Christmas is the perfect time for a family get-together.
▪ ball a large formal party where people dance:
the end of term ball
▪ rave a large party which is held outside or in an empty building, where people dance to music and take illegal drugs
▪ reception a large formal party, especially one after a wedding or to welcome an important person:
The wedding reception is at a nearby hotel.
a reception for the Thai Foreign Minister
They attended a White House reception to mark the Queen’s visit.
▪ function a large formal or official party:
He has been asked to play at many corporate functions (=an official party held by a company) .
▪ celebration a party or special event that is organized in order to celebrate something:
the country’s 50th anniversary celebrations
It was a 21st birthday celebration which Mary would never forget.
▪ bash informal a party, especially a big one that a lot of famous people go to – used especially in journalism:
the star’s birthday bash
a picture of him at a Hollywood bash
a showbiz bash
▪ do British English informal a party:
We’re having a do to celebrate Margaret’s birthday.
▪ dinner party a party where people are invited to someone’s house for an evening meal:
I met him at a dinner party.
▪ house-warming (party) a party that you have when you move into a new house:
We’re having a house-warming next week.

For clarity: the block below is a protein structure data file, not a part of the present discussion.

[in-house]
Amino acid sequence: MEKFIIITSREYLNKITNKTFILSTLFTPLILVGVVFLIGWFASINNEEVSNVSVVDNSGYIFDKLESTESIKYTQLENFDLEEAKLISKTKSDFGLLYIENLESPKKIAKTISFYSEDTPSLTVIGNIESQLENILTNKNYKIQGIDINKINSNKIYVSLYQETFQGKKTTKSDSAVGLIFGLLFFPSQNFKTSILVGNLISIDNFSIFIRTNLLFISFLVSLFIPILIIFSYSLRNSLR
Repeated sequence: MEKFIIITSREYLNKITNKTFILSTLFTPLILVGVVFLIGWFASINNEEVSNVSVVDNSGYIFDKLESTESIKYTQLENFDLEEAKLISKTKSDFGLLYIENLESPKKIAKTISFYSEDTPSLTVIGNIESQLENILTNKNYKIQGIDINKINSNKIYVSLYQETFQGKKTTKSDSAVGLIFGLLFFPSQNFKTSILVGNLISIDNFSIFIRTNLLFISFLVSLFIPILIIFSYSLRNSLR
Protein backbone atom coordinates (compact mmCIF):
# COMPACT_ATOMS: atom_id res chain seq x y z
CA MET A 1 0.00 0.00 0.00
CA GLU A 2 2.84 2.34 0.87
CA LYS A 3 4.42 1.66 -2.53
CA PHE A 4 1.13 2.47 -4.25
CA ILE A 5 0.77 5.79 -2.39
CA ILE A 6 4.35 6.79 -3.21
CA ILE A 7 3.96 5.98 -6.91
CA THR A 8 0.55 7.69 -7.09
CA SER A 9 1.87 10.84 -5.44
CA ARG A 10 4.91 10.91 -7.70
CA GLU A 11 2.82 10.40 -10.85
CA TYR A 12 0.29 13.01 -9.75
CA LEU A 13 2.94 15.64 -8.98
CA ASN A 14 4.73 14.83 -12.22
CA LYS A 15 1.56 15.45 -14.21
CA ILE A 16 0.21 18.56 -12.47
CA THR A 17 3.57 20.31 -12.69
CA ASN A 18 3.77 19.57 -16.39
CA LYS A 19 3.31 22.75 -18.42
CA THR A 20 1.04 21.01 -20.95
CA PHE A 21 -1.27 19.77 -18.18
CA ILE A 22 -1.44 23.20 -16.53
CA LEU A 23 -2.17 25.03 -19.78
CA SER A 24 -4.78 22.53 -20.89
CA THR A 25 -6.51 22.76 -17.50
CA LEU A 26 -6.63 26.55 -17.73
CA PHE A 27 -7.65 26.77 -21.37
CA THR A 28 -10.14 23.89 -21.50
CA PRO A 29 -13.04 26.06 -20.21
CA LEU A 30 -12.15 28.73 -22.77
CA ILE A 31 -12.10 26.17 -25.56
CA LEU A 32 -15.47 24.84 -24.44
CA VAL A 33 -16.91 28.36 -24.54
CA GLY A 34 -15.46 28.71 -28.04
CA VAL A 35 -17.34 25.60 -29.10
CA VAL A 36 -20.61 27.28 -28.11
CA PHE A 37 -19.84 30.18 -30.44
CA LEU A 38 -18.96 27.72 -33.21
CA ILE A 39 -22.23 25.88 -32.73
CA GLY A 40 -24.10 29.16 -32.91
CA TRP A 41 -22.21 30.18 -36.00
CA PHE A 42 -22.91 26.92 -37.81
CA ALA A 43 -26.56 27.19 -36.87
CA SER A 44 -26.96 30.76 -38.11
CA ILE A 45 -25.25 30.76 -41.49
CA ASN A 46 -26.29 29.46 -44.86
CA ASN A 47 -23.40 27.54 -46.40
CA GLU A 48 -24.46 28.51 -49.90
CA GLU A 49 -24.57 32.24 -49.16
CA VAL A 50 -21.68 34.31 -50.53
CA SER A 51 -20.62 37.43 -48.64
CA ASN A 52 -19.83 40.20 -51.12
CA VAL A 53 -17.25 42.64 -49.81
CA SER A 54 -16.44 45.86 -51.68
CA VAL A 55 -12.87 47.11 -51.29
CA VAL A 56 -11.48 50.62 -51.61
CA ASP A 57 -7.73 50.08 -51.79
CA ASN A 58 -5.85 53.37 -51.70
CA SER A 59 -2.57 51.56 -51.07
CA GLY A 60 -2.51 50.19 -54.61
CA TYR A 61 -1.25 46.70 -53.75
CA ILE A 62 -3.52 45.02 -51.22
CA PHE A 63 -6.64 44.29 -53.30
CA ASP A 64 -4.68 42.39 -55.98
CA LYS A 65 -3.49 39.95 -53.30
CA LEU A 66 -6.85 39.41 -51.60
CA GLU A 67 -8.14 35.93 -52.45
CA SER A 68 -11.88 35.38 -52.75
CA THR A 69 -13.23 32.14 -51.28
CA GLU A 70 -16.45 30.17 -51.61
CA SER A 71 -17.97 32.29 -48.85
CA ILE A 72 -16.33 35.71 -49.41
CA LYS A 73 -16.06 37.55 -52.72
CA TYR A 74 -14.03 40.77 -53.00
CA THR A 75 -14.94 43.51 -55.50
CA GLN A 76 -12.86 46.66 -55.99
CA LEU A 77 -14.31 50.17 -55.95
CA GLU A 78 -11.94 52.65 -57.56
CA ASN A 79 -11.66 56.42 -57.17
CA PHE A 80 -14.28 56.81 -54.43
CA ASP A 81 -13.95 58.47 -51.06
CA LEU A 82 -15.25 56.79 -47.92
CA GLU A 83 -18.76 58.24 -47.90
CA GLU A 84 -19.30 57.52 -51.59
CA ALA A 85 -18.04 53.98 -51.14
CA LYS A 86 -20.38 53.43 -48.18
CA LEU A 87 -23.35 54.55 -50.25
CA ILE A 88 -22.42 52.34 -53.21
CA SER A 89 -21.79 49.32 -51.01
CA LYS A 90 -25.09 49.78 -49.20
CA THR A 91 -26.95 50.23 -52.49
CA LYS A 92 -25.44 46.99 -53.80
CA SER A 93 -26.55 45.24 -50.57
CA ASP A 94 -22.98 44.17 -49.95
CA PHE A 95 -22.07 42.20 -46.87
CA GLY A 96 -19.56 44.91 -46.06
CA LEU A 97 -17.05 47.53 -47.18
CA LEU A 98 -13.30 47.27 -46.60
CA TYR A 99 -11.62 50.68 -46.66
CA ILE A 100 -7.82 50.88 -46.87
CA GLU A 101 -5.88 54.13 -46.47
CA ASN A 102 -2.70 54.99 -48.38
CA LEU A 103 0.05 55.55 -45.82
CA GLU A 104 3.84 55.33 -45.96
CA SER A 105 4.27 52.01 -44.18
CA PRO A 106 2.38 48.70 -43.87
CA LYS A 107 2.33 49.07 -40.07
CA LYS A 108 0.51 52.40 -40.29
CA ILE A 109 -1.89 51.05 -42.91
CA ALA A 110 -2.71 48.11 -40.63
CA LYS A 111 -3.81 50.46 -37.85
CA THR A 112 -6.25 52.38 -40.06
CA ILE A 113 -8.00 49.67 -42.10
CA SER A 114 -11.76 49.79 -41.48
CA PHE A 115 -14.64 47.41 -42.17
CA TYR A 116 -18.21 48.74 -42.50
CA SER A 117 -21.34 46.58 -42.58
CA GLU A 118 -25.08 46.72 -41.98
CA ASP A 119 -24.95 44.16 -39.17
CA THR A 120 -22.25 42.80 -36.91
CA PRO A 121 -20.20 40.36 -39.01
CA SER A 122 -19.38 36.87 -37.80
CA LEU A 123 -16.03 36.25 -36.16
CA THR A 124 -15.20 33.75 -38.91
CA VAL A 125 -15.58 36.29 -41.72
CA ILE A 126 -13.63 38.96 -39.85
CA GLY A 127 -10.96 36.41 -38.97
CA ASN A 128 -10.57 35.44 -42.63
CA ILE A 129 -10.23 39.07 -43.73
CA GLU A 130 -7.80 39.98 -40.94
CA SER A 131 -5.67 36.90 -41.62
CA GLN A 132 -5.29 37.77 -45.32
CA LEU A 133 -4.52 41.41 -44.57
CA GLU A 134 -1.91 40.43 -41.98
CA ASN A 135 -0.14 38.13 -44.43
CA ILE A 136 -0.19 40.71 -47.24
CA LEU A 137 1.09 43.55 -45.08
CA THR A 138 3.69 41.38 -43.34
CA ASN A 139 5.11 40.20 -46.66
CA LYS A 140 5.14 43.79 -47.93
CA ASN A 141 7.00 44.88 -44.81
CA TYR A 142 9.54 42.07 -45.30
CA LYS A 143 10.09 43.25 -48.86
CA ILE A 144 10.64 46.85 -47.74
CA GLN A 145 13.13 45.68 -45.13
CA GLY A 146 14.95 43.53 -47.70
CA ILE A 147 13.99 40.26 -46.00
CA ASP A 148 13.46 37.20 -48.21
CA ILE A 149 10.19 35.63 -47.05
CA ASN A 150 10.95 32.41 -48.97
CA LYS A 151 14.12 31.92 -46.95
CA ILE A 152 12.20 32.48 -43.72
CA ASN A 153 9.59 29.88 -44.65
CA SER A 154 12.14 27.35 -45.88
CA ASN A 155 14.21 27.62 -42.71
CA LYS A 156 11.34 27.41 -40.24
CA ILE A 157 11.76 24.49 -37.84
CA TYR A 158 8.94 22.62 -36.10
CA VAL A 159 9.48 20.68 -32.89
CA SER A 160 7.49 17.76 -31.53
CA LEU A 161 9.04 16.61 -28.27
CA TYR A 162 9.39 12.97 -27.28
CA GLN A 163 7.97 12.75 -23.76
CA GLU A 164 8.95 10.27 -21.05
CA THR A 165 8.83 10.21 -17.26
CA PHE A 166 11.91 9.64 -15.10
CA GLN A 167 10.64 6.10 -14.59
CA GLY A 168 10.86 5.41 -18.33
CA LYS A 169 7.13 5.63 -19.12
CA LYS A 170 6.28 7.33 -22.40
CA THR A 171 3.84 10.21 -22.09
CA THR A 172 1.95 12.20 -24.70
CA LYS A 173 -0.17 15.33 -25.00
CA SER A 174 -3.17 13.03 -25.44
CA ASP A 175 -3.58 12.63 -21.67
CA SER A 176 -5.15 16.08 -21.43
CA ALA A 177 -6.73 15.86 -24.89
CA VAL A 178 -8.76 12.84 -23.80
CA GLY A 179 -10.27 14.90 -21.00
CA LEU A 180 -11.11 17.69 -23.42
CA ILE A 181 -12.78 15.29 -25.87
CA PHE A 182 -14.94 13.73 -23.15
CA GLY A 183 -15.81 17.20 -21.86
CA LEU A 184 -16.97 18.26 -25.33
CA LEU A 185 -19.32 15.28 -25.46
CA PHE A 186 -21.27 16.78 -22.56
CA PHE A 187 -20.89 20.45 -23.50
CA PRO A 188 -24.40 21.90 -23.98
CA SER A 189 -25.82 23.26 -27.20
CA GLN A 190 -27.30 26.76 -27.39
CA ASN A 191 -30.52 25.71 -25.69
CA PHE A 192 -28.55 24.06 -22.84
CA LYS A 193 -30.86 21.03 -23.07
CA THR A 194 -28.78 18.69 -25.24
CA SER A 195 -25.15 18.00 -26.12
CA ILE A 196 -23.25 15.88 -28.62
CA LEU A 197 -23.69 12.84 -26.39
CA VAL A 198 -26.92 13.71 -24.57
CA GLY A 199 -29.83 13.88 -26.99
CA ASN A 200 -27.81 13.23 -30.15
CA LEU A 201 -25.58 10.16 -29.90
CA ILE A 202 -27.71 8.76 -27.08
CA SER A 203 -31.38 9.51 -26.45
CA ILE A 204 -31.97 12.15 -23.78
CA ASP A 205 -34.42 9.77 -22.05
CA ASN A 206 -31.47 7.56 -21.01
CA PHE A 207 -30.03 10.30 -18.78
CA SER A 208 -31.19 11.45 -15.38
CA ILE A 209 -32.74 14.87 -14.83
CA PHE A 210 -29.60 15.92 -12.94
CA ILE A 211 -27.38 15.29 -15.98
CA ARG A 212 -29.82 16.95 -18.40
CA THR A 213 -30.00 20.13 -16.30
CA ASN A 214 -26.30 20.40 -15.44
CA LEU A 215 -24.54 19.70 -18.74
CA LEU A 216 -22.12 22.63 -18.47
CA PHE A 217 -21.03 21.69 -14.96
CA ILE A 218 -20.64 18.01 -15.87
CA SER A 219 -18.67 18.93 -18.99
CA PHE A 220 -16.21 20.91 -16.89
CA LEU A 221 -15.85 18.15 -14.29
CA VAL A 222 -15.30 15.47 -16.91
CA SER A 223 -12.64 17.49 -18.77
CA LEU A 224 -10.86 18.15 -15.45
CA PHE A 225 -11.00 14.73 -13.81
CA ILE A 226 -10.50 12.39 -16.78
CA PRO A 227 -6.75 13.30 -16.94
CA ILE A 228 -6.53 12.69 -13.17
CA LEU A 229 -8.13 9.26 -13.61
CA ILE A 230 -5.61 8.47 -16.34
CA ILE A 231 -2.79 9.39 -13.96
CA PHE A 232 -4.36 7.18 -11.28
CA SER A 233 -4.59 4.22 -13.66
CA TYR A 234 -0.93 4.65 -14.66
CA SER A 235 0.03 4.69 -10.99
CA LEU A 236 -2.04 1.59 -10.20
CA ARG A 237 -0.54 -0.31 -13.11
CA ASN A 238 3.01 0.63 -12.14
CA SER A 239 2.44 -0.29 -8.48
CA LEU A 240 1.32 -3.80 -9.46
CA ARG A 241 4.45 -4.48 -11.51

▪ cocktail party ( also drinks party British English ) a party that people go to in order to talk and have a drink together for a few hours
▪ fancy-dress party British English , costume party American English a party where people dress in special clothes, for example to look like a famous person or a character in a story
▪ hen party especially British English a social event just before a wedding, for a woman who is getting married and her female friends
▪ stag night British English , bachelor party American English a social event just before a wedding, for a man who is getting married and his male friends
▪ baby/wedding shower American English an event at which people give presents to a woman who is going to have a baby or get married
IV. do 4 /dəʊ $ doʊ/ BrE AmE noun [singular, uncountable]
another spelling of doh
Longman Dictionary of Contemporary English. Longman - Словарь современного английского языка. 2012